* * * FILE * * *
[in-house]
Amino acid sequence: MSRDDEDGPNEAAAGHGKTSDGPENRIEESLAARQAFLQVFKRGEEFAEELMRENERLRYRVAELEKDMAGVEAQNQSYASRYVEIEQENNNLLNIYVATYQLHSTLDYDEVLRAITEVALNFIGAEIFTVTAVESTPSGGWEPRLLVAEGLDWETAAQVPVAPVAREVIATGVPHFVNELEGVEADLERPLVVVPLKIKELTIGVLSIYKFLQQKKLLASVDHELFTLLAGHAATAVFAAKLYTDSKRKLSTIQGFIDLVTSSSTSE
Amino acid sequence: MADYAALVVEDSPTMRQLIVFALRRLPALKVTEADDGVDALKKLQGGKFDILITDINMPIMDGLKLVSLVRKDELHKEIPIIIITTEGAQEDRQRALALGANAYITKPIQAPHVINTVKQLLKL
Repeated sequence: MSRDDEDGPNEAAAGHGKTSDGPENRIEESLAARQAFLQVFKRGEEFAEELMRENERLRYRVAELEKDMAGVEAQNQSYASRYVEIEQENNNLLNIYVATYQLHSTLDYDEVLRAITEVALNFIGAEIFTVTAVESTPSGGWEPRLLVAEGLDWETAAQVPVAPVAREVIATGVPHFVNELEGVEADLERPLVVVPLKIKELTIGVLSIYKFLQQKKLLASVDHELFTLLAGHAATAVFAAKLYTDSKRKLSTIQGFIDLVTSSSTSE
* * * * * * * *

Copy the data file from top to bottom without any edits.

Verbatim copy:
[in-house]
Amino acid sequence: MSRDDEDGPNEAAAGHGKTSDGPENRIEESLAARQAFLQVFKRGEEFAEELMRENERLRYRVAELEKDMAGVEAQNQSYASRYVEIEQENNNLLNIYVATYQLHSTLDYDEVLRAITEVALNFIGAEIFTVTAVESTPSGGWEPRLLVAEGLDWETAAQVPVAPVAREVIATGVPHFVNELEGVEADLERPLVVVPLKIKELTIGVLSIYKFLQQKKLLASVDHELFTLLAGHAATAVFAAKLYTDSKRKLSTIQGFIDLVTSSSTSE
Amino acid sequence: MADYAALVVEDSPTMRQLIVFALRRLPALKVTEADDGVDALKKLQGGKFDILITDINMPIMDGLKLVSLVRKDELHKEIPIIIITTEGAQEDRQRALALGANAYITKPIQAPHVINTVKQLLKL
Repeated sequence: MSRDDEDGPNEAAAGHGKTSDGPENRIEESLAARQAFLQVFKRGEEFAEELMRENERLRYRVAELEKDMAGVEAQNQSYASRYVEIEQENNNLLNIYVATYQLHSTLDYDEVLRAITEVALNFIGAEIFTVTAVESTPSGGWEPRLLVAEGLDWETAAQVPVAPVAREVIATGVPHFVNELEGVEADLERPLVVVPLKIKELTIGVLSIYKFLQQKKLLASVDHELFTLLAGHAATAVFAAKLYTDSKRKLSTIQGFIDLVTSSSTSE